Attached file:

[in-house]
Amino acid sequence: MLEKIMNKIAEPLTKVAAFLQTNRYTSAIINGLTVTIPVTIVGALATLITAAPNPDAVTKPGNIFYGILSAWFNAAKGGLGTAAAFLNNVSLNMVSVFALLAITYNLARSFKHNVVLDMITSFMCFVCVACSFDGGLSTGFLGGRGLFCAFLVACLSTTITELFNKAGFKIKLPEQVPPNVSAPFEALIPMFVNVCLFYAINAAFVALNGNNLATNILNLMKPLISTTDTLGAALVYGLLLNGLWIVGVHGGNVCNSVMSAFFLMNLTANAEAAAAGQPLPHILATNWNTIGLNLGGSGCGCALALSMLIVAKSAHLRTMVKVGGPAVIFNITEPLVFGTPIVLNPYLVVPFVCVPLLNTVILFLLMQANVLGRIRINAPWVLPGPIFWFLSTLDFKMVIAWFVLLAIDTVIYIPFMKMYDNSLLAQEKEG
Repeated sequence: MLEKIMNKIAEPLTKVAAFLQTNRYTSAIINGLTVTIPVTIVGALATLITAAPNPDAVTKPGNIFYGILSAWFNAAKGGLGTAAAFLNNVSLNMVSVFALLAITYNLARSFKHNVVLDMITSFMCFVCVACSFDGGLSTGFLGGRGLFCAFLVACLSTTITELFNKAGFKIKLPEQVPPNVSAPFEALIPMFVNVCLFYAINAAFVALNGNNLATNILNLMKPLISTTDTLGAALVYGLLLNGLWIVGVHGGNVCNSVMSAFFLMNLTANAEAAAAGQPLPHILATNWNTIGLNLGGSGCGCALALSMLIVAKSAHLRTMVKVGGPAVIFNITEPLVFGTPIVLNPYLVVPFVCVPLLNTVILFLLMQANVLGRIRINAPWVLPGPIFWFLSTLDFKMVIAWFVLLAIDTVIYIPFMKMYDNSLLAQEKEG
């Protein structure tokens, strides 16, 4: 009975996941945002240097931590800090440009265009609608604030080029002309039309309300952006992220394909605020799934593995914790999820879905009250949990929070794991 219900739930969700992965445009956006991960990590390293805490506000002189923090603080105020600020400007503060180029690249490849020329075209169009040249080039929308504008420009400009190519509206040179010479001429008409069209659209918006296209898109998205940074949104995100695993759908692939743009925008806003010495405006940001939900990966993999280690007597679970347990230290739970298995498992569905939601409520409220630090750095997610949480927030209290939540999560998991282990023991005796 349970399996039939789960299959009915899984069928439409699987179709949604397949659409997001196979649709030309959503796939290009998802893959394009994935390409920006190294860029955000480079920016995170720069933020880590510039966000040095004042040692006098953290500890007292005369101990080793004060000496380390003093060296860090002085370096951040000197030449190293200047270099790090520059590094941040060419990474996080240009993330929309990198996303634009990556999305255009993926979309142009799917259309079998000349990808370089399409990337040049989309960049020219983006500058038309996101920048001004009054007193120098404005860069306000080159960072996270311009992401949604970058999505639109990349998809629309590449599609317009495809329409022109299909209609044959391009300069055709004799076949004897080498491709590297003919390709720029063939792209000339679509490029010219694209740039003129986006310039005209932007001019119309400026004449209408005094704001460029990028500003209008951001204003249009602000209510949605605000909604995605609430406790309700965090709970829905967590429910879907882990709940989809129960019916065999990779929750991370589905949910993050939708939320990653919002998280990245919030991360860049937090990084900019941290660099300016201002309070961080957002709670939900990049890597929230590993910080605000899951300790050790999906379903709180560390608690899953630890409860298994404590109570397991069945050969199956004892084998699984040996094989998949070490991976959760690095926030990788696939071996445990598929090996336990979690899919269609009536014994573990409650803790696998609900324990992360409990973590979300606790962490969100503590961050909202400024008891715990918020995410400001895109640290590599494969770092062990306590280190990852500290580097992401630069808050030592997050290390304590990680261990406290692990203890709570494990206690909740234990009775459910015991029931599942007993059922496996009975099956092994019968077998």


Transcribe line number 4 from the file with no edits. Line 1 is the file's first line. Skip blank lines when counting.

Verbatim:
């Protein structure tokens, strides 16, 4: 009975996941945002240097931590800090440009265009609608604030080029002309039309309300952006992220394909605020799934593995914790999820879905009250949990929070794991 219900739930969700992965445009956006991960990590390293805490506000002189923090603080105020600020400007503060180029690249490849020329075209169009040249080039929308504008420009400009190519509206040179010479001429008409069209659209918006296209898109998205940074949104995100695993759908692939743009925008806003010495405006940001939900990966993999280690007597679970347990230290739970298995498992569905939601409520409220630090750095997610949480927030209290939540999560998991282990023991005796 349970399996039939789960299959009915899984069928439409699987179709949604397949659409997001196979649709030309959503796939290009998802893959394009994935390409920006190294860029955000480079920016995170720069933020880590510039966000040095004042040692006098953290500890007292005369101990080793004060000496380390003093060296860090002085370096951040000197030449190293200047270099790090520059590094941040060419990474996080240009993330929309990198996303634009990556999305255009993926979309142009799917259309079998000349990808370089399409990337040049989309960049020219983006500058038309996101920048001004009054007193120098404005860069306000080159960072996270311009992401949604970058999505639109990349998809629309590449599609317009495809329409022109299909209609044959391009300069055709004799076949004897080498491709590297003919390709720029063939792209000339679509490029010219694209740039003129986006310039005209932007001019119309400026004449209408005094704001460029990028500003209008951001204003249009602000209510949605605000909604995605609430406790309700965090709970829905967590429910879907882990709940989809129960019916065999990779929750991370589905949910993050939708939320990653919002998280990245919030991360860049937090990084900019941290660099300016201002309070961080957002709670939900990049890597929230590993910080605000899951300790050790999906379903709180560390608690899953630890409860298994404590109570397991069945050969199956004892084998699984040996094989998949070490991976959760690095926030990788696939071996445990598929090996336990979690899919269609009536014994573990409650803790696998609900324990992360409990973590979300606790962490969100503590961050909202400024008891715990918020995410400001895109640290590599494969770092062990306590280190990852500290580097992401630069808050030592997050290390304590990680261990406290692990203890709570494990206690909740234990009775459910015991029931599942007993059922496996009975099956092994019968077998």